Last year, Apple confirmed that it intentionally slowed down iPhones over time to prevent the smartphone’s batteries from degrading faster, following the findings of a Geekbench report. The company drew a considerable amount of flak due over the fiasco and was slapped with multiple class-action lawsuits. To appease angry customers, Apple eventually apologized and lowered the cost of replacing batteries on most of its newer smartphones (ranging from iPhone SE to iPhone X) to $29, down from the original $79.
That said, if you happen to have an older-generation iPhone and you need to get its battery replaced, we suggest you act fast, as Apple’s discounted battery-replacement program will end on December 31, 2018. After that, getting a worn-out battery replaced on previous-generation iPhones will set you back by $79 again. However, in case of iPhone X, you’ll need to pay $69 for a new battery.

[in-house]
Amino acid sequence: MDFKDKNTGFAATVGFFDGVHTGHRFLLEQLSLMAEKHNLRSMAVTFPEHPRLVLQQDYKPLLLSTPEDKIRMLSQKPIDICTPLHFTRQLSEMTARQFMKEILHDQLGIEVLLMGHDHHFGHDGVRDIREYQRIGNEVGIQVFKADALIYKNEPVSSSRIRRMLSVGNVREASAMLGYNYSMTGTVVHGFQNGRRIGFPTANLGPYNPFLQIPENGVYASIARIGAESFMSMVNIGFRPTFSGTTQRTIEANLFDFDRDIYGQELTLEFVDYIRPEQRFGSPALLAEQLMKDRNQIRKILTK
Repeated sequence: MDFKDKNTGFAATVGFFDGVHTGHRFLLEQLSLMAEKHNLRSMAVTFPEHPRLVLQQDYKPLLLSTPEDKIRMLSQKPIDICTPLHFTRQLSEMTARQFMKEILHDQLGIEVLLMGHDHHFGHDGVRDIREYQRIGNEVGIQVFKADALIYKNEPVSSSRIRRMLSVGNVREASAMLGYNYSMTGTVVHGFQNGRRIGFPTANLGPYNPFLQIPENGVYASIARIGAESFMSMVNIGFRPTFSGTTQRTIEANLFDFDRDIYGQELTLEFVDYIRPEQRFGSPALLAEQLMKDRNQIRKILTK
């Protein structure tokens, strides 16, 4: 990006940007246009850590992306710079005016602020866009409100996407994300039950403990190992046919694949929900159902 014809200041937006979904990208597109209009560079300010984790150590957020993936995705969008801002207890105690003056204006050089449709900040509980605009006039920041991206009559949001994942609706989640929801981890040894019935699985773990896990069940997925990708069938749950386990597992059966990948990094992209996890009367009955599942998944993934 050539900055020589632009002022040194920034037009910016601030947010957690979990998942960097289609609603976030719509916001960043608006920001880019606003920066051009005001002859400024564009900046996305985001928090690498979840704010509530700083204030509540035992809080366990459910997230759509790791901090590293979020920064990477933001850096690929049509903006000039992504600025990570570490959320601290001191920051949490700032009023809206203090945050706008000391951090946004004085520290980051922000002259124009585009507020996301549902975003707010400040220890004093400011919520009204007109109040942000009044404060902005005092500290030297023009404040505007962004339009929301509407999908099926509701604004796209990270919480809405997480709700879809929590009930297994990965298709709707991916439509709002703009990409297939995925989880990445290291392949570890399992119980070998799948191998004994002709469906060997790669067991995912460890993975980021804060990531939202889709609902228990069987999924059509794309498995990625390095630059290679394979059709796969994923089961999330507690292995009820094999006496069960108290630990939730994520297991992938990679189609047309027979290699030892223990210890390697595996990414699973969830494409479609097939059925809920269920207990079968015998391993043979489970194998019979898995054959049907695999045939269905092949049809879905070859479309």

It’s worth mentioning that the discounted battery-replacement program isn’t applicable to Apple’s newest iPhone XS, iPhone XS Max, and iPhone XR since those devices are obviously still under warranty.
After the processor-throttling debacle of last year, Apple had introduced a new ‘Battery Health’ feature in iOS 11.3. Available under the Battery section of iOS’ settings, it allows users to check the maximum operating capacity (measured in terms of percent) of their iPhones. It’s also possible to disable automatic performance throttling under this section. In fact, by default, the feature is disabled on all devices. Only when the device experiences an unexpected shutdown, is when the feature is automatically re-enabled.